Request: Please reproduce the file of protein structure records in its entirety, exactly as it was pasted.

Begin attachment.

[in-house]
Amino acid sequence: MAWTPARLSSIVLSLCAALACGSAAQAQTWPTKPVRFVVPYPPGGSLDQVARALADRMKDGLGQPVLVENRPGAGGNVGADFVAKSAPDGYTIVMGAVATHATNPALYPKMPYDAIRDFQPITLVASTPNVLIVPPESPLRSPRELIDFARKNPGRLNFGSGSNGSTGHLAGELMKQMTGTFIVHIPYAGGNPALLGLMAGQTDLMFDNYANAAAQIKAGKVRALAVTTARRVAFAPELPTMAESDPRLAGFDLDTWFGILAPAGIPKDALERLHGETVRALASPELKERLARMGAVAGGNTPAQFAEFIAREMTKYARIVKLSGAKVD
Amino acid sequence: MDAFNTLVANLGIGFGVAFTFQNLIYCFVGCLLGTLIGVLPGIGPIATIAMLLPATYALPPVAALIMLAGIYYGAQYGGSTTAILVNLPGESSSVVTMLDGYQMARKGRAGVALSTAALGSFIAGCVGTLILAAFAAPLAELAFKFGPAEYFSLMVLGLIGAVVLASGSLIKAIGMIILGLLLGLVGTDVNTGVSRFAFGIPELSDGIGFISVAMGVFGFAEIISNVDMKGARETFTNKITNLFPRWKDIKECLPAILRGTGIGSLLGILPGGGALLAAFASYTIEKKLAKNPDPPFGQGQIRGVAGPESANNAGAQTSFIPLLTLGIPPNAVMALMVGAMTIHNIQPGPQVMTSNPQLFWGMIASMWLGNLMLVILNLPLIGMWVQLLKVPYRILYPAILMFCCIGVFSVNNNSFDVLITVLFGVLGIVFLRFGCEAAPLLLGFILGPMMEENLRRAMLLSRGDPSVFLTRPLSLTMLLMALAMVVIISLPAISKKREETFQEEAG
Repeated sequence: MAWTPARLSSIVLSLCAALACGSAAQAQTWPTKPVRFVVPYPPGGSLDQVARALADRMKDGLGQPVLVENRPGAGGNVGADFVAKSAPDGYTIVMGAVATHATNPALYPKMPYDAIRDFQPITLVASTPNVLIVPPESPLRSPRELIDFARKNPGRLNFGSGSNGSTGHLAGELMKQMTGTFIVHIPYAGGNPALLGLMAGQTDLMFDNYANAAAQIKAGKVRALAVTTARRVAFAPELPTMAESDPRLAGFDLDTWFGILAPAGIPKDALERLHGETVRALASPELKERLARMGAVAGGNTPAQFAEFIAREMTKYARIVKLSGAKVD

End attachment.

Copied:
[in-house]
Amino acid sequence: MAWTPARLSSIVLSLCAALACGSAAQAQTWPTKPVRFVVPYPPGGSLDQVARALADRMKDGLGQPVLVENRPGAGGNVGADFVAKSAPDGYTIVMGAVATHATNPALYPKMPYDAIRDFQPITLVASTPNVLIVPPESPLRSPRELIDFARKNPGRLNFGSGSNGSTGHLAGELMKQMTGTFIVHIPYAGGNPALLGLMAGQTDLMFDNYANAAAQIKAGKVRALAVTTARRVAFAPELPTMAESDPRLAGFDLDTWFGILAPAGIPKDALERLHGETVRALASPELKERLARMGAVAGGNTPAQFAEFIAREMTKYARIVKLSGAKVD
Amino acid sequence: MDAFNTLVANLGIGFGVAFTFQNLIYCFVGCLLGTLIGVLPGIGPIATIAMLLPATYALPPVAALIMLAGIYYGAQYGGSTTAILVNLPGESSSVVTMLDGYQMARKGRAGVALSTAALGSFIAGCVGTLILAAFAAPLAELAFKFGPAEYFSLMVLGLIGAVVLASGSLIKAIGMIILGLLLGLVGTDVNTGVSRFAFGIPELSDGIGFISVAMGVFGFAEIISNVDMKGARETFTNKITNLFPRWKDIKECLPAILRGTGIGSLLGILPGGGALLAAFASYTIEKKLAKNPDPPFGQGQIRGVAGPESANNAGAQTSFIPLLTLGIPPNAVMALMVGAMTIHNIQPGPQVMTSNPQLFWGMIASMWLGNLMLVILNLPLIGMWVQLLKVPYRILYPAILMFCCIGVFSVNNNSFDVLITVLFGVLGIVFLRFGCEAAPLLLGFILGPMMEENLRRAMLLSRGDPSVFLTRPLSLTMLLMALAMVVIISLPAISKKREETFQEEAG
Repeated sequence: MAWTPARLSSIVLSLCAALACGSAAQAQTWPTKPVRFVVPYPPGGSLDQVARALADRMKDGLGQPVLVENRPGAGGNVGADFVAKSAPDGYTIVMGAVATHATNPALYPKMPYDAIRDFQPITLVASTPNVLIVPPESPLRSPRELIDFARKNPGRLNFGSGSNGSTGHLAGELMKQMTGTFIVHIPYAGGNPALLGLMAGQTDLMFDNYANAAAQIKAGKVRALAVTTARRVAFAPELPTMAESDPRLAGFDLDTWFGILAPAGIPKDALERLHGETVRALASPELKERLARMGAVAGGNTPAQFAEFIAREMTKYARIVKLSGAKVD